Perhaps you saw the recent article in the NY Times online about a small group of biotechnology hobbyists and entrepreneurs who have started a project to develop trees that glow in the dark.
Is this a joke?
Well, apparently not….at least to the 7,000 people who, to date, have collectively pledged nearly $400,000 to support this Kickstarter project (including an additional project to produced a glow-in-the-dark rose).
Want to make a glowing plant yourself?
For a $250 pledge, you will receive from the project organizers the following: “DIY MAKER KIT: A copy of the book “How To Make A Glowing Plant”, a full set of instructions and all the ingredients you need to transform your own plant at home, in your lab or at school. BONUS: Glowing plant seeds.”
This is just one of the most recent examples of “Do It Yourself” (DIY) Biotech, a subject briefly explored in a previous post. But that was over two years ago. So, what’s new?
First, here’s a 10-min intro to the basic concepts of DIY Biotech, thanks to the folks at TED:
Hacking Science At Hackerspaces
What does “hacking” science mean? And what are “hackerspaces”?
Unfortunately, the term “hacker” has become synonymous with “computer criminal” to most people, thanks to our mass media. But broader definitions of “hacker” have come to include “enthusiasts”, “amateurs”, and “hobbyists” who have interest in, and knowledge of, a subject, and who also have a wish to experiment with (or tinker with) elements of this subject.
For example, someone who loves to cook may alter or change a particular recipe in order to improve it. One could say that this person has “hacked” the recipe and is, thus, a food preparation “hacker”. In this context, a “hackerspace” would be a community kitchen, in which the public could, perhaps, learn to cook and share and try out new recipes.
Even if you don’t have the money or knowledge to do such science yourself, there may actually be community biotechnology labs in your city that provide the training and equipment.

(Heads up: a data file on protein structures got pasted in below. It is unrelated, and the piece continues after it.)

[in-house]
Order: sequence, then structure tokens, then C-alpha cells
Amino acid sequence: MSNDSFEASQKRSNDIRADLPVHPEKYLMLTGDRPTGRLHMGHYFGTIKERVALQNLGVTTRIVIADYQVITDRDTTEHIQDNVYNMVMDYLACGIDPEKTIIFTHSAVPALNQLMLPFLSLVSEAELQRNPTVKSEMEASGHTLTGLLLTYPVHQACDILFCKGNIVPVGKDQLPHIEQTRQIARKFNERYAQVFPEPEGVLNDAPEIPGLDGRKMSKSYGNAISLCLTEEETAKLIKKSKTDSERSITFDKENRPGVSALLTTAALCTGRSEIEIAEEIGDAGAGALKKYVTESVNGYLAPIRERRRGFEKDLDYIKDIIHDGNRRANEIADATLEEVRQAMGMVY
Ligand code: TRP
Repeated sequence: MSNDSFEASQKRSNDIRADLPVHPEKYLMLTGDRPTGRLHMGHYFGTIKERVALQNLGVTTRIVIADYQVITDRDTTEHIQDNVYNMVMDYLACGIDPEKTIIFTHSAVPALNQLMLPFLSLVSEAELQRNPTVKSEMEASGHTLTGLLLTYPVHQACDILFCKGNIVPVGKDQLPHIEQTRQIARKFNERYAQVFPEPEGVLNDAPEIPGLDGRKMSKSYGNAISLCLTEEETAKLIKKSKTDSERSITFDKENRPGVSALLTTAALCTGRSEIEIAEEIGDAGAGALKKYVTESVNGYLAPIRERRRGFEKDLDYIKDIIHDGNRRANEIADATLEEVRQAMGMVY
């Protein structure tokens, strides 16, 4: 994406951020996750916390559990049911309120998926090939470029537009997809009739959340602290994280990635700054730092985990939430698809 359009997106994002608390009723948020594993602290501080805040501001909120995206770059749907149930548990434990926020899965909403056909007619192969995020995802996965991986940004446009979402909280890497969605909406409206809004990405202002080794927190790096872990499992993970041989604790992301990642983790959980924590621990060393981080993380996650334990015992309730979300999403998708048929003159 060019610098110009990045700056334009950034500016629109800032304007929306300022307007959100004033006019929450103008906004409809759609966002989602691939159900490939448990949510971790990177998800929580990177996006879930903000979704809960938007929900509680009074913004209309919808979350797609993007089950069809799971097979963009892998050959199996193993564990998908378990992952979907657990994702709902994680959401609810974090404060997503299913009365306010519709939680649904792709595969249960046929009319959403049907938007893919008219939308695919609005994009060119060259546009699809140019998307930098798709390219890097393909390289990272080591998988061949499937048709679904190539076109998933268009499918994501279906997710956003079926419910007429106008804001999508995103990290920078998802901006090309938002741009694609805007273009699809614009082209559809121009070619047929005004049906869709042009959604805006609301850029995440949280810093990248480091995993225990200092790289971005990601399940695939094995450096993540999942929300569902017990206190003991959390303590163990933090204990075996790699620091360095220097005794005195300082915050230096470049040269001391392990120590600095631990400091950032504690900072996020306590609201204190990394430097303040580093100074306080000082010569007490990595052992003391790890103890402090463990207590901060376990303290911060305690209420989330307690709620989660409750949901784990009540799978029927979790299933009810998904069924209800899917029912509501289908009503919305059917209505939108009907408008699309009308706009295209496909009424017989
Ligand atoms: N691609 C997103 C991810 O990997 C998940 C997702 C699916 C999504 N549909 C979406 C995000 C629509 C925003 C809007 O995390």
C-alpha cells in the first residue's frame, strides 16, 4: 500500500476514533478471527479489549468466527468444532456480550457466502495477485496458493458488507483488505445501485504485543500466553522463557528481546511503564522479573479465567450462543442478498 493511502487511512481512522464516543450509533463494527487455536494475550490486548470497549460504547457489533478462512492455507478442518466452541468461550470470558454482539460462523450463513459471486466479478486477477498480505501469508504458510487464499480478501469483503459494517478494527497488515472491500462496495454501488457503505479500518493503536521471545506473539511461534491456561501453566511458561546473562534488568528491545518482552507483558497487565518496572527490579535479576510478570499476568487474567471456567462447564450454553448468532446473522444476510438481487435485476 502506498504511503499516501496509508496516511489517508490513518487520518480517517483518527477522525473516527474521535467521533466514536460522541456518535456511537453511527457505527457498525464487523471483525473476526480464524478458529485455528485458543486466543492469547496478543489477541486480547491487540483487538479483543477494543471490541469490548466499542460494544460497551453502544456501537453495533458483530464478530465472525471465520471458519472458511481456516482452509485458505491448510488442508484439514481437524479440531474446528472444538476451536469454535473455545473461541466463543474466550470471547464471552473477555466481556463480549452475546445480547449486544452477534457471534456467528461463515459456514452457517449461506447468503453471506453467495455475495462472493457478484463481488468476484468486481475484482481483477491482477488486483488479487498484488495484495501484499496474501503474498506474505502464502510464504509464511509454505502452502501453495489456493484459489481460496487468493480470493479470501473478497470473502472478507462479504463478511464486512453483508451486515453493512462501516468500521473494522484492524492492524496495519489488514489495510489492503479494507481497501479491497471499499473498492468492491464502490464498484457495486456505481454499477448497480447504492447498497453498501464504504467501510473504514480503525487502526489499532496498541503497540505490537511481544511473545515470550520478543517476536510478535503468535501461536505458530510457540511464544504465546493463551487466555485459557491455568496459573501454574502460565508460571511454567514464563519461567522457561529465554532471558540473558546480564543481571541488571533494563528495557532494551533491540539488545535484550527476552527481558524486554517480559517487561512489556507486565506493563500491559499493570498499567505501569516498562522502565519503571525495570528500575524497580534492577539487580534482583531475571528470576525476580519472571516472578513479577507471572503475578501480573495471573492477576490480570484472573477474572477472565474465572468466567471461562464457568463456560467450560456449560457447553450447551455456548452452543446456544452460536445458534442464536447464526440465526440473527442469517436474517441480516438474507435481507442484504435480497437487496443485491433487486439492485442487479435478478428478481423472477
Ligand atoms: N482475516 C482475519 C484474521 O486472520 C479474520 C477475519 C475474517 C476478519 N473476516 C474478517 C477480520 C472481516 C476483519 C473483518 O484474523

Plant Bio-Hacking – Coming To A City Near You? (Or Already There!)
Since then, other bio-hackerspaces have opened, including Biocurious in the San Francisco Bay area and, most recently, HiveBio in Seattle. For some bio-hackerspaces in Europe, please see: DIY Bio Europe, BiologiGaragen (Copenhagen), and La Paillasse (Paris). (Here’s a link to a list of local bio-hackerspaces.)
Bio-Hackers and the Future of GM Plants
Just as computer “hackers” have significantly contributed to the current landscape of computer technology, bio-hackers (DIY plant biotechnologists) may contribute to future generations of GM plants.
According to Dr. Anastasia Bodner, a board member of Biology Fortified, Inc.:
“… genetic engineering now has a relatively low bar to entry. ‘Biohackers’ working with bacteria are already conducting genetic modification experiments in their garages and spare bedrooms, and there is nothing to stop them from applying their skills to plants — or animals — in the future.
“It’s becoming easier all the time. I think people are hungry for this kind of thing,” says Bodnar. “The jet packs that everybody wanted — I think it’s time for them to come out. If the marketplace isn’t providing that from the top down, you may see it from the bottom up.” (from: Ref. 1 below)
Evidence that this “bottom-up” approach to funding plant genetic engineering is provided with the success of the Kickstarter “Glowing Plants” project described above. Update: This project has, however, sparked a debate.
It will certainly be interesting to see whether or not such “crowdfunding” of scientific endeavors proliferates. (I think that if I was still trying to fund a research lab, I’d probably check out sites such as Microryza.)
Recent news items:
BBC – Becoming biohackers
1. Cressey, D. (2013) “Transgenics: A New Breed.” Nature, Vol. 497, pp. 27–29. (Full Text)
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